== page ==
The goals of this proposal are: (1) to elucidate specific mechanisms by which hematopoietic (blood-forming) stem cells (HSCs) and factors within their microenvironment (i.e., niche) lead to age-associated changes in blood formation; and (2) to identify related HSC and niche mechanisms that enhance HSC engraftment after transplantation. More specifically, we aim to achieve these goals, respectively: (1) by manipulating Lnk (Sh2b3) expression in HSCs to identify intrinsic regulators of HSC aging and the myeloid-bypass differentiation pathway (see below); and (2) by identifying ?supporter? cells in the niche, and their corresponding molecular mechanisms, that enable HSC engraftment. This project will provide a mechanistic basis to devise strategies to treat age- associated hematologic disorders and improve methods of HSC transplantation (HSCT), thereby addressing two important medical needs. HSCT is a curative therapy for a number of hematological diseases (including immunodeficiencies, autoimmunities, and leukemias) but is still risky, in part due to the necessary pre-HSCT bone marrow conditioning, usually irradiation or chemotherapy. Such conditioning is necessary to make ?space? or clear niches in the bone marrow for donor HSCs to engraft, but also causes significant morbidity. With the overall goal of improving our understanding of HSC-niche interactions, this research program: (1) will identify novel strategies to sustain HSC function during aging, potentially preventing or treating age-associated hematologic disorders; and (2) to improve HSC transplantation, potentially by reducing the need for toxic pre- conditioning.
Aim 1 is based on findings that: (i) Lnk-deficient HSCs do not exhibit the typical age-associated myeloid bias of wild-type HSCs; (ii) within the immunophenotypically-defined HSC compartment are functionally distinct self-renewing myeloid-restricted progenitor cells (MyRPs) that are directly generated from HSCs through a myeloid-bypass pathway; and (iii) MyRPs increase in frequency with age. Through analysis of Lnk-deficient HSCs, which are defective in MyRP generation, we will identify mechanisms regulating myeloid-bypass differentiation. From transcriptomics analysis, we will identify new putative regulators of MyRP production and HSC aging, and confirm these through functional assays.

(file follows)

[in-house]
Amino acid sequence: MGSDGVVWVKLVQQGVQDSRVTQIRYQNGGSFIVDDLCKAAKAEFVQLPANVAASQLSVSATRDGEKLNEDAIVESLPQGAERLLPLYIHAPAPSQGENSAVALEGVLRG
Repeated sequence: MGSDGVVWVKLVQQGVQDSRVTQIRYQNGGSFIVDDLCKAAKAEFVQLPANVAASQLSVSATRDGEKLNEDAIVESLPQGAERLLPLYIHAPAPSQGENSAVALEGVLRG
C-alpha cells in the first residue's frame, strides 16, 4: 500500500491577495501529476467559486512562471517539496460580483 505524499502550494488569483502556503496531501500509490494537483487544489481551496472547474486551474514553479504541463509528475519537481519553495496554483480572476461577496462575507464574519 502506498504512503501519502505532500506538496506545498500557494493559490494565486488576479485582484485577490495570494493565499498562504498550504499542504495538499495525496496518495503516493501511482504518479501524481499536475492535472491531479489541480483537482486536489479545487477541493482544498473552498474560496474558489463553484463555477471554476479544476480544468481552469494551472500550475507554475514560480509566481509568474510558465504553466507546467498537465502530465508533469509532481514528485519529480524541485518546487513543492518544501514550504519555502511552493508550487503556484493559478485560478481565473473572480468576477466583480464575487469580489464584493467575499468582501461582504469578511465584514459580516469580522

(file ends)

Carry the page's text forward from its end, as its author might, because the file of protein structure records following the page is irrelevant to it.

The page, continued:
Aim 2 is based on the finding that Lnk-deficient HSCs have greater engraftment potential than wild-type HSCs in HSCT, even in the absence of preconditioning. We will identify non-HSC bone marrow cell types that enhance HSC engraftment. We elucidate cellular mechanisms that contribute to this ?supporter cell? function using 2D and 3D microscopy to trace bone marrow colonization following transplantation. In summary, this research proposal will use Lnk-deficiency as a system to both understand fundamental mechanisms of HSC aging and identify strategies to improve HSC transplantation engraftment rates. This research project will build on the long-term objectives of improving clinical transplantation and healthy aging through better understanding of stem cell function and the stem cell niche.
The first goal of this project is to better understand how blood cell-producing stem cells, normally found in the bone marrow, lose their function and become vulnerable to disease as they age. The second goal is to understand how other bone marrow cells enhance the ability of these blood-forming stem cells to survive and function after transplantation into a recipient. The first goal may lead to improved treatment or prevention of age- related blood diseases, while the second may improve the safety and success rate of blood stem cell transplantation (often referred to as bone marrow transplantation), which is a curative therapy for numerous blood diseases.
|Yamamoto, Ryo; Wilkinson, Adam C; Nakauchi, Hiromitsu (2018) Changing concepts in hematopoietic stem cells. Science 362:895-896|